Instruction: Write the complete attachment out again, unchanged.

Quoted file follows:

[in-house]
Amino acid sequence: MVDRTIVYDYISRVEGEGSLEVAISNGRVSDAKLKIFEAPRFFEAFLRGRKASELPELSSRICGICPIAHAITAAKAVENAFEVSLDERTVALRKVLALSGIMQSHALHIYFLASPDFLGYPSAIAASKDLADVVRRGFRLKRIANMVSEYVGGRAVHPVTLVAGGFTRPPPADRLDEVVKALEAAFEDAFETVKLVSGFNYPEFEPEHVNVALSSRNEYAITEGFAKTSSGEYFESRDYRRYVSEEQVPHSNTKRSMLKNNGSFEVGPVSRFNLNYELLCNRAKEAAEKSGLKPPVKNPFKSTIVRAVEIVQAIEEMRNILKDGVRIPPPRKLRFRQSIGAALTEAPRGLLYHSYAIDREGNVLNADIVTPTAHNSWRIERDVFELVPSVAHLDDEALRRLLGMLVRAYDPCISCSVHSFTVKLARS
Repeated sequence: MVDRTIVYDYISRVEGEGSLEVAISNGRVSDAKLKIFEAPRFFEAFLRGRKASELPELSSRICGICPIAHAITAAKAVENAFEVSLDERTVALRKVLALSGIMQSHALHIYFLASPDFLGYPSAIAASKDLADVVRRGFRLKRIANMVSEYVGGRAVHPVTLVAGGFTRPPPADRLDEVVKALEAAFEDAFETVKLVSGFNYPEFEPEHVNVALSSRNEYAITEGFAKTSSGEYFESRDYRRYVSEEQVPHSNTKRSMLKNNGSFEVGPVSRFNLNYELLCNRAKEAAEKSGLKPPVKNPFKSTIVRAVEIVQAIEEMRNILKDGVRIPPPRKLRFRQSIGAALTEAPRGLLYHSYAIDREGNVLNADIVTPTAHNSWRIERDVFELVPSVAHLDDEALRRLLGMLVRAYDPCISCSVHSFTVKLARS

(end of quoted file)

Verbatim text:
[in-house]
Amino acid sequence: MVDRTIVYDYISRVEGEGSLEVAISNGRVSDAKLKIFEAPRFFEAFLRGRKASELPELSSRICGICPIAHAITAAKAVENAFEVSLDERTVALRKVLALSGIMQSHALHIYFLASPDFLGYPSAIAASKDLADVVRRGFRLKRIANMVSEYVGGRAVHPVTLVAGGFTRPPPADRLDEVVKALEAAFEDAFETVKLVSGFNYPEFEPEHVNVALSSRNEYAITEGFAKTSSGEYFESRDYRRYVSEEQVPHSNTKRSMLKNNGSFEVGPVSRFNLNYELLCNRAKEAAEKSGLKPPVKNPFKSTIVRAVEIVQAIEEMRNILKDGVRIPPPRKLRFRQSIGAALTEAPRGLLYHSYAIDREGNVLNADIVTPTAHNSWRIERDVFELVPSVAHLDDEALRRLLGMLVRAYDPCISCSVHSFTVKLARS
Repeated sequence: MVDRTIVYDYISRVEGEGSLEVAISNGRVSDAKLKIFEAPRFFEAFLRGRKASELPELSSRICGICPIAHAITAAKAVENAFEVSLDERTVALRKVLALSGIMQSHALHIYFLASPDFLGYPSAIAASKDLADVVRRGFRLKRIANMVSEYVGGRAVHPVTLVAGGFTRPPPADRLDEVVKALEAAFEDAFETVKLVSGFNYPEFEPEHVNVALSSRNEYAITEGFAKTSSGEYFESRDYRRYVSEEQVPHSNTKRSMLKNNGSFEVGPVSRFNLNYELLCNRAKEAAEKSGLKPPVKNPFKSTIVRAVEIVQAIEEMRNILKDGVRIPPPRKLRFRQSIGAALTEAPRGLLYHSYAIDREGNVLNADIVTPTAHNSWRIERDVFELVPSVAHLDDEALRRLLGMLVRAYDPCISCSVHSFTVKLARS